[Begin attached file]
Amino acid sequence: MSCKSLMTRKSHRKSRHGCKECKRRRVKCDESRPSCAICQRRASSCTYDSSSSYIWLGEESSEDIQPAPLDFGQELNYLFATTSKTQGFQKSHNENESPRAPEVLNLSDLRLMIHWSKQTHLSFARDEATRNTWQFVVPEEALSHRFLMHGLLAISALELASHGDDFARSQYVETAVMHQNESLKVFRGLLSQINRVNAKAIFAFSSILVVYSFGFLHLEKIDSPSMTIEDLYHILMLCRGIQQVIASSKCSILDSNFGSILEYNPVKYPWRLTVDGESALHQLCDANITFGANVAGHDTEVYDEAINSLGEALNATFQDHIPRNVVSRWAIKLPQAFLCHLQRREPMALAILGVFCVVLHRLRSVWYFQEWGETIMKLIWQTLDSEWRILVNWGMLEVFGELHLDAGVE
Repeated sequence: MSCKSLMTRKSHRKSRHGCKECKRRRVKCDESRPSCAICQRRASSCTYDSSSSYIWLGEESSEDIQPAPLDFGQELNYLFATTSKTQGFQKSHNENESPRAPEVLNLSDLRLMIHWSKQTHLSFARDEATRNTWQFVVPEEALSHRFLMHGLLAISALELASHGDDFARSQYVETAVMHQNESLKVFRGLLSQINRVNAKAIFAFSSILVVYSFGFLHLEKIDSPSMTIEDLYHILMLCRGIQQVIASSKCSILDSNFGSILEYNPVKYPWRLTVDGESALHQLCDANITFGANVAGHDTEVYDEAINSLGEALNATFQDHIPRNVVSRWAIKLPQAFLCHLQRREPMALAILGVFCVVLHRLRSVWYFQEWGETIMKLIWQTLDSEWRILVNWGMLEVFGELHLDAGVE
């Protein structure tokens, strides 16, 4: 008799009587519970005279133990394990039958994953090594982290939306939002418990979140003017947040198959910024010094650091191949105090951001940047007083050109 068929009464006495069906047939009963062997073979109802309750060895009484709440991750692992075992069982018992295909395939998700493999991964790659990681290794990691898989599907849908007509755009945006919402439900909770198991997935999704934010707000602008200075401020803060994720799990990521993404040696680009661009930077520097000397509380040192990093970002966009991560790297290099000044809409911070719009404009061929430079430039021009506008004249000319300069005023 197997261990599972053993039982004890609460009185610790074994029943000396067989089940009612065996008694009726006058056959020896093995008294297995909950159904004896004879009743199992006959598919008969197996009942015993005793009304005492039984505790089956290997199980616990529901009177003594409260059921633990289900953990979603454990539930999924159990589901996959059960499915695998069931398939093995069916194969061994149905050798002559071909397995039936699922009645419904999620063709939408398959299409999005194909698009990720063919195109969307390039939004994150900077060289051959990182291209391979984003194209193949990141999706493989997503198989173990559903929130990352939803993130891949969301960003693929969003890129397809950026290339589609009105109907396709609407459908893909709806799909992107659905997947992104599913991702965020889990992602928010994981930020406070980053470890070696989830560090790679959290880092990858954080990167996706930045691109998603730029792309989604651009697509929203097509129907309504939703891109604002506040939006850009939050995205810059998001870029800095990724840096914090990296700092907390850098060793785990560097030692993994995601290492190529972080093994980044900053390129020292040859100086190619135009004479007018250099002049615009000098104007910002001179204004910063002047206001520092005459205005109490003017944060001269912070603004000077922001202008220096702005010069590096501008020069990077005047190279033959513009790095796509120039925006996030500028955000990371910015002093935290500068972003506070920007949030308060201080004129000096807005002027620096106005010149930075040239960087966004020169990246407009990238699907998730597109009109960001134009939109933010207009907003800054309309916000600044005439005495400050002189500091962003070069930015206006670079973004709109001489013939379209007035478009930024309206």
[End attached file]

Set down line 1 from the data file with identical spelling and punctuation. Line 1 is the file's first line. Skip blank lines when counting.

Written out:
Amino acid sequence: MSCKSLMTRKSHRKSRHGCKECKRRRVKCDESRPSCAICQRRASSCTYDSSSSYIWLGEESSEDIQPAPLDFGQELNYLFATTSKTQGFQKSHNENESPRAPEVLNLSDLRLMIHWSKQTHLSFARDEATRNTWQFVVPEEALSHRFLMHGLLAISALELASHGDDFARSQYVETAVMHQNESLKVFRGLLSQINRVNAKAIFAFSSILVVYSFGFLHLEKIDSPSMTIEDLYHILMLCRGIQQVIASSKCSILDSNFGSILEYNPVKYPWRLTVDGESALHQLCDANITFGANVAGHDTEVYDEAINSLGEALNATFQDHIPRNVVSRWAIKLPQAFLCHLQRREPMALAILGVFCVVLHRLRSVWYFQEWGETIMKLIWQTLDSEWRILVNWGMLEVFGELHLDAGVE